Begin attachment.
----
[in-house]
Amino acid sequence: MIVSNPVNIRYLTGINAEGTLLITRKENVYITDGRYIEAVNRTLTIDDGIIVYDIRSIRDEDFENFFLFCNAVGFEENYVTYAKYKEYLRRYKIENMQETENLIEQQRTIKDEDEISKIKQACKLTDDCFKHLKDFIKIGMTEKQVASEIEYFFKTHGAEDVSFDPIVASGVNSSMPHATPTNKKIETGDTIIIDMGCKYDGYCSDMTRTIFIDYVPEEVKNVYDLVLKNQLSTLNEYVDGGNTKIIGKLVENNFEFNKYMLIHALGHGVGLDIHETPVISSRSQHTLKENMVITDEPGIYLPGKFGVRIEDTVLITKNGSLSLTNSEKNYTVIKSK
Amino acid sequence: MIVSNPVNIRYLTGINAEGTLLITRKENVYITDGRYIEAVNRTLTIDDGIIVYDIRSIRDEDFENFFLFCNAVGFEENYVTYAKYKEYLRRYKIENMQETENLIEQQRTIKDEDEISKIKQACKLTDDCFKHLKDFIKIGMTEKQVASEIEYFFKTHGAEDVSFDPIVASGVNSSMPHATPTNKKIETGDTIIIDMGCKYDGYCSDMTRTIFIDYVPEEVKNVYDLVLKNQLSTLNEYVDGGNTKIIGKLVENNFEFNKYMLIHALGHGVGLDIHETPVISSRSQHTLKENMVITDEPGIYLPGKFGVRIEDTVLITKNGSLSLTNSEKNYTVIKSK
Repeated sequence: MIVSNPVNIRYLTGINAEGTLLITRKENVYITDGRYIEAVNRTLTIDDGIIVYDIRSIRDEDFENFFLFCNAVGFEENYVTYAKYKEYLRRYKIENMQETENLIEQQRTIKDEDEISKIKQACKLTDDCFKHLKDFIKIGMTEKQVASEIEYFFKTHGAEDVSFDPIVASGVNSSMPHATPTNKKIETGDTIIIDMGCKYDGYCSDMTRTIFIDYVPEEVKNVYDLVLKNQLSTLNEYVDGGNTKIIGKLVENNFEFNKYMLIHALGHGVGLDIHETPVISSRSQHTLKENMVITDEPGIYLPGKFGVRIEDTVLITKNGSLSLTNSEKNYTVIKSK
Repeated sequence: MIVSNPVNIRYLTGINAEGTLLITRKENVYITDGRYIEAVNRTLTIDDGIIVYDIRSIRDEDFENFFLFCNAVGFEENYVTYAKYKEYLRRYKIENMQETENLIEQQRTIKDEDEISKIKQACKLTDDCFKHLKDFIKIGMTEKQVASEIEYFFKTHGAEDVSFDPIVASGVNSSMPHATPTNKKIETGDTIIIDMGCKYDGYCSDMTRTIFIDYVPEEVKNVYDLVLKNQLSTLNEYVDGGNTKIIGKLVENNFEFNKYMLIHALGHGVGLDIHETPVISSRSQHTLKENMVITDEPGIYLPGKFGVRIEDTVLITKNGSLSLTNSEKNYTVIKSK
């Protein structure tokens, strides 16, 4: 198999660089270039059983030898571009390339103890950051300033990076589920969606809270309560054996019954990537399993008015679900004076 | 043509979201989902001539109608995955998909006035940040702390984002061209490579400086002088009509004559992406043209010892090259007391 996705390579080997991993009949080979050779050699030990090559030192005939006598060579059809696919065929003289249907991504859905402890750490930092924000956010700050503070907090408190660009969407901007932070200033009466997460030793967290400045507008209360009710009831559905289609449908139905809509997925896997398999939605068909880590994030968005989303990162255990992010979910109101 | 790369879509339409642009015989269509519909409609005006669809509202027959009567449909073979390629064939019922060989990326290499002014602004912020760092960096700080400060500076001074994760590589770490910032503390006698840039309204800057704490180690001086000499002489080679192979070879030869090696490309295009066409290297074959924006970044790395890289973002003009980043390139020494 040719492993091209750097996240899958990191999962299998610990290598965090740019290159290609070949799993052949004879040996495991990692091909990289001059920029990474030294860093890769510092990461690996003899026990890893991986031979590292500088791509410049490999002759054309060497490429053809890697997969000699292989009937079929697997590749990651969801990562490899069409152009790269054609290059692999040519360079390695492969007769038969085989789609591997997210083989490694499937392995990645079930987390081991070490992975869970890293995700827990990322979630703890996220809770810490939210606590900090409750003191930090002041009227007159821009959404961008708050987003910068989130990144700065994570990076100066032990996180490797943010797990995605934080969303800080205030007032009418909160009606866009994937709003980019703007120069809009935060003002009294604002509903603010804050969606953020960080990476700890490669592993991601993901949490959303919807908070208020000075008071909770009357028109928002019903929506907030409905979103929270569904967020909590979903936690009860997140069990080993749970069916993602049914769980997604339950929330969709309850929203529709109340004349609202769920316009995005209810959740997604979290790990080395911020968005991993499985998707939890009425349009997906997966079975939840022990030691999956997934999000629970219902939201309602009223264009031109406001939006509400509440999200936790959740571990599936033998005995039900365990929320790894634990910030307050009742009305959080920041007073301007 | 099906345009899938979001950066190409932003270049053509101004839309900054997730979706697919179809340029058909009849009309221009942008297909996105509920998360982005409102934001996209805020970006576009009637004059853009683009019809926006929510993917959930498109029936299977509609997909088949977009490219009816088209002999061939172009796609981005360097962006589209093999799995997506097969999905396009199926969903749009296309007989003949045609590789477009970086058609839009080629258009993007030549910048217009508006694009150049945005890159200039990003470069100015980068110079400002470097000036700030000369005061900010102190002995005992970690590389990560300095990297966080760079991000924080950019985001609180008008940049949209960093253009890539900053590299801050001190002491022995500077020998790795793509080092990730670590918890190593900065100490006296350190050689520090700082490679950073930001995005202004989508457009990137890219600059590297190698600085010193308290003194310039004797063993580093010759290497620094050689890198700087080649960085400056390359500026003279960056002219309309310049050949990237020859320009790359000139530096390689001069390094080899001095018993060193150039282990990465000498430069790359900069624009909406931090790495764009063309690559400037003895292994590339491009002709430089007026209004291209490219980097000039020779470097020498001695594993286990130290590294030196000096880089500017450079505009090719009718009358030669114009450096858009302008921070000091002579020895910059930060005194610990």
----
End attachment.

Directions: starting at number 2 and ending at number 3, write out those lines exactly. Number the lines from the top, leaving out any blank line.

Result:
Amino acid sequence: MIVSNPVNIRYLTGINAEGTLLITRKENVYITDGRYIEAVNRTLTIDDGIIVYDIRSIRDEDFENFFLFCNAVGFEENYVTYAKYKEYLRRYKIENMQETENLIEQQRTIKDEDEISKIKQACKLTDDCFKHLKDFIKIGMTEKQVASEIEYFFKTHGAEDVSFDPIVASGVNSSMPHATPTNKKIETGDTIIIDMGCKYDGYCSDMTRTIFIDYVPEEVKNVYDLVLKNQLSTLNEYVDGGNTKIIGKLVENNFEFNKYMLIHALGHGVGLDIHETPVISSRSQHTLKENMVITDEPGIYLPGKFGVRIEDTVLITKNGSLSLTNSEKNYTVIKSK
Amino acid sequence: MIVSNPVNIRYLTGINAEGTLLITRKENVYITDGRYIEAVNRTLTIDDGIIVYDIRSIRDEDFENFFLFCNAVGFEENYVTYAKYKEYLRRYKIENMQETENLIEQQRTIKDEDEISKIKQACKLTDDCFKHLKDFIKIGMTEKQVASEIEYFFKTHGAEDVSFDPIVASGVNSSMPHATPTNKKIETGDTIIIDMGCKYDGYCSDMTRTIFIDYVPEEVKNVYDLVLKNQLSTLNEYVDGGNTKIIGKLVENNFEFNKYMLIHALGHGVGLDIHETPVISSRSQHTLKENMVITDEPGIYLPGKFGVRIEDTVLITKNGSLSLTNSEKNYTVIKSK